9 of the Most Beautiful Weather Photos of the Year
The National Oceanic and Atmospheric Administration’s Weather in Focus contest recognizes the best weather photography of the year, highlighting the best photos from storm chasers and star gazers across the country, including epic snapshots of fog, lightning, ice, and more.
Judges selected from 2,000 entries of images related to weather events and the scientific instruments used to understand and predict the weather. The winners range from snowy scenes to shots of dramatic tornadoes to calm images of the night sky.
Brad Goddard, a photographer based in Orion, Ill., who specializes in storm photography, swept the professional category, taking home the top three prizes.
Here's the full version of his image above, called "Stars Behind the Storm."
His second place entry is called "A Tornado Churns Up Dust in Sunset Light Near Traer, Iowa."
Goddard's tornado hunting yielded another spectacular image called “A Tornado Crosses the Path, Reinbeck, Iowa."
Honorable mention in the professional category went to the photo “Fog Rolls in From the Ocean on a Hot Summer Day, Belbar, New Jersey,” by Robert Raia of Toms River, N.J.
“Snow Express” by Conrad Stenftenagel of Saint Anthony, Ind., took first place in the Weather, Water & Climate category.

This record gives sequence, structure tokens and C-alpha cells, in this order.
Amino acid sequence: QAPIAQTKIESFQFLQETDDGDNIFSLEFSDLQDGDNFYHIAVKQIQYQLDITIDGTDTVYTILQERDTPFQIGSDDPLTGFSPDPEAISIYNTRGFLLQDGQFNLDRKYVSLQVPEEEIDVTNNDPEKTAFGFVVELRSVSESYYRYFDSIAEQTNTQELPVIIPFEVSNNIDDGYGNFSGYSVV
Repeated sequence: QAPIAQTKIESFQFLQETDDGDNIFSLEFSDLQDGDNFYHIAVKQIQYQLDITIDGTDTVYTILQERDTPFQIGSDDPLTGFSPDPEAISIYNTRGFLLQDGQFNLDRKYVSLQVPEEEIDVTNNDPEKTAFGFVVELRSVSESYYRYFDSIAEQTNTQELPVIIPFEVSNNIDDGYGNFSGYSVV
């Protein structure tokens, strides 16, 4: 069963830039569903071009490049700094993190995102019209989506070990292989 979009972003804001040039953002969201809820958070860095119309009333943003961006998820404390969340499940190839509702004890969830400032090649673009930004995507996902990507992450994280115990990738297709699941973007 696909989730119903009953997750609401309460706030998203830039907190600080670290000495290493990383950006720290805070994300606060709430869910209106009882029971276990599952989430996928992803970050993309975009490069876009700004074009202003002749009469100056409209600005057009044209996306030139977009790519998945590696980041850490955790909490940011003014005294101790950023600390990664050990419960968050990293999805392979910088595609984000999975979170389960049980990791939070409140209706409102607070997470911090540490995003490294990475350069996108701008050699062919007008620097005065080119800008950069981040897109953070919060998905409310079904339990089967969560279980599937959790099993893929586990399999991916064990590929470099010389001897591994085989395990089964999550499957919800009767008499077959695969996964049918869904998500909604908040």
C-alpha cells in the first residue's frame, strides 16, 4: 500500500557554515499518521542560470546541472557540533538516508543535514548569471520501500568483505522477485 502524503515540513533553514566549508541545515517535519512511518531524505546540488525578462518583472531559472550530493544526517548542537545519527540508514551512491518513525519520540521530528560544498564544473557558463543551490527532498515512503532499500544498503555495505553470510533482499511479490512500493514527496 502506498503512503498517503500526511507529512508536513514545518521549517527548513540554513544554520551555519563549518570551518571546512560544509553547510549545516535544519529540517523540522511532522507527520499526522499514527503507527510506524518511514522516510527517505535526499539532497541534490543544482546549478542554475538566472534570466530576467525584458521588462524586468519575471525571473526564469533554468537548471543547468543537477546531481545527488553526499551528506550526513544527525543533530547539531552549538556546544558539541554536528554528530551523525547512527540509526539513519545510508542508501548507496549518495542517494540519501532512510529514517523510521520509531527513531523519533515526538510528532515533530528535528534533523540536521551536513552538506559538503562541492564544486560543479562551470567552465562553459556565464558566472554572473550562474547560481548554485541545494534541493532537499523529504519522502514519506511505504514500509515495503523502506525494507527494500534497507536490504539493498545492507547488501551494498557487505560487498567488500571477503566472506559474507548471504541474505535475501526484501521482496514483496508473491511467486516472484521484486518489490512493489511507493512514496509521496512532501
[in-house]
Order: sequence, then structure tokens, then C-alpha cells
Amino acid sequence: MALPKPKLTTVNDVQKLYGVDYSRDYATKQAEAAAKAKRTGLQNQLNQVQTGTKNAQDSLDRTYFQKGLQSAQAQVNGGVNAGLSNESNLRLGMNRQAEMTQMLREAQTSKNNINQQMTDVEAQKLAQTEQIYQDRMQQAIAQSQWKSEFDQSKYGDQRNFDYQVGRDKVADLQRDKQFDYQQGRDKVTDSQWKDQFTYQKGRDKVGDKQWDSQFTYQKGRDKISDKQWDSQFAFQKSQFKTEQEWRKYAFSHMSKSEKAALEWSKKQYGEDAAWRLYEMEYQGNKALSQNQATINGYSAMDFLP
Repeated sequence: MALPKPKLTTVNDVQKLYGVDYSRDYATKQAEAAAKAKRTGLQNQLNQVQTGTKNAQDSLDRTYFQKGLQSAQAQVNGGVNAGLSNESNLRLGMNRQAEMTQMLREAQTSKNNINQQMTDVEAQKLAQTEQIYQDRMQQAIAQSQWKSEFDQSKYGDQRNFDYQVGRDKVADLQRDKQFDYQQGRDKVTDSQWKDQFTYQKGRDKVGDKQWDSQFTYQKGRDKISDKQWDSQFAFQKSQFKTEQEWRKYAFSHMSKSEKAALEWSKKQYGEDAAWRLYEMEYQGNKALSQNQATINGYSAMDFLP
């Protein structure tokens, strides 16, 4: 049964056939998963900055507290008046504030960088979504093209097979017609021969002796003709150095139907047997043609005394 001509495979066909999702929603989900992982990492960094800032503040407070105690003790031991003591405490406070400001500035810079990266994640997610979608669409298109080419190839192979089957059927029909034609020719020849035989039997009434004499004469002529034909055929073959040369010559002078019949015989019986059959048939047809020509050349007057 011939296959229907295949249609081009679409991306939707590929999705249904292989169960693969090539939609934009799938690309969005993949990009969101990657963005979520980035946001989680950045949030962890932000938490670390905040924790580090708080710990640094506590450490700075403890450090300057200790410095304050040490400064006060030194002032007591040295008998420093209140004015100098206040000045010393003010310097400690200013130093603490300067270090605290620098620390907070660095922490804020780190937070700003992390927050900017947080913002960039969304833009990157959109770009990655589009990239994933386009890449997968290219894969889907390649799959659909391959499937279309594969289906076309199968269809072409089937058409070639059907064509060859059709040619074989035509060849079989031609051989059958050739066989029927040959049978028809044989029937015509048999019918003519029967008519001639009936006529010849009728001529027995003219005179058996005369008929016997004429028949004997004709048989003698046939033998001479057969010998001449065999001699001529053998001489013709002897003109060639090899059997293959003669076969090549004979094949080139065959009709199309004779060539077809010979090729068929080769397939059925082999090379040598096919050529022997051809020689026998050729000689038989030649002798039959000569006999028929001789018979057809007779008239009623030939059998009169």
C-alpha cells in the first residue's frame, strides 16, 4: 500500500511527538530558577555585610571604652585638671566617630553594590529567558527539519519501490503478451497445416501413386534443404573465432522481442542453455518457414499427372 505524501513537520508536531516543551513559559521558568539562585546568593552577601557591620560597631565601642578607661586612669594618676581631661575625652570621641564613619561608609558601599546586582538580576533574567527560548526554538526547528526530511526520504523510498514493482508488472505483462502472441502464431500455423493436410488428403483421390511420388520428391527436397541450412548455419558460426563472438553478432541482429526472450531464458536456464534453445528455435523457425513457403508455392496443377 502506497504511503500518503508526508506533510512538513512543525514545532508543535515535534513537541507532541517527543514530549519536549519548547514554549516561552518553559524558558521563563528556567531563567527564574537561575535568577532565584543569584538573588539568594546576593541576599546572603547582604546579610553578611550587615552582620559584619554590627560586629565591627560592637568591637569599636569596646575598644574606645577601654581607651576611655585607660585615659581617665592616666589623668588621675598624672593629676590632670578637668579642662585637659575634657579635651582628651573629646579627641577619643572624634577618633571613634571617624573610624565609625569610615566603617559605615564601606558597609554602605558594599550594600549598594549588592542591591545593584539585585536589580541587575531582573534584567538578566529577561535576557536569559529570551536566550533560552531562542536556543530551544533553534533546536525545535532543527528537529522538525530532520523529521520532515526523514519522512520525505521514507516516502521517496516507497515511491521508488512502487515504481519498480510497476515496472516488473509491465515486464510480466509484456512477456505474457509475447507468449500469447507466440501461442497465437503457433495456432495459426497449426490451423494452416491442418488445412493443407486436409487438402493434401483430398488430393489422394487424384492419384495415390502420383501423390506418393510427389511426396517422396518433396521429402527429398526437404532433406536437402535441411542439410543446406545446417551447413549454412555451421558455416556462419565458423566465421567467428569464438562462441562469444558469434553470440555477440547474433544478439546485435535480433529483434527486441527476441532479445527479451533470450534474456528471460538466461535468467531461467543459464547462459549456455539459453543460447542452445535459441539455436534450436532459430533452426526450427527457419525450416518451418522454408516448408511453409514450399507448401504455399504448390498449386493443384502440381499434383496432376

“Proton Arc Over Lake Superior” by Ken William of Clio, Mich., got second place in the same category. Auroras are caused by charged particles coming in contact with the gases of the Earth's upper atmosphere. While most of these lights are caused by electrons, some are produced by protons.
“With a Bang,” which Bob Larson shot near Prescott, Az., was awarded third place.
“Spring Captured: Freezing Rain Attempts to Halt Spring” by Mike Shelby, Elkridge, Md., took second place in the iMoment smart phone image category.
“Green Bank Telescope in WV” by Mike Zorger of Falls Church, Va., was selected as the best photo of weather or climate science in action. The West Virginia telescope is the world's largest steerable radio telescope. Nearby residents have to forgo electronics so as not to interfere with its signals.
The images will be showcased at an exhibit at NOAA’s headquarters in Silver Spring, Md., later this summer.